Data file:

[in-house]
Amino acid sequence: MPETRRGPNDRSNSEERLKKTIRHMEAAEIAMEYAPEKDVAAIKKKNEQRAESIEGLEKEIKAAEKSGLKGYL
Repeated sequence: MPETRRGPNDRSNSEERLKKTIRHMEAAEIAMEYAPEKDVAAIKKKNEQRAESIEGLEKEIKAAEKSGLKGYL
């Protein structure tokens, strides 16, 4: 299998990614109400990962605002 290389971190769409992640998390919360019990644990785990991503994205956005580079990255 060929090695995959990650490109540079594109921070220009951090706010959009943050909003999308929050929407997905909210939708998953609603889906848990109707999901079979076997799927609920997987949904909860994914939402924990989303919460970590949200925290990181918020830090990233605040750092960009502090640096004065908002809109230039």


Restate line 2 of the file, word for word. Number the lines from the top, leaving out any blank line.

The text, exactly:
Amino acid sequence: MPETRRGPNDRSNSEERLKKTIRHMEAAEIAMEYAPEKDVAAIKKKNEQRAESIEGLEKEIKAAEKSGLKGYL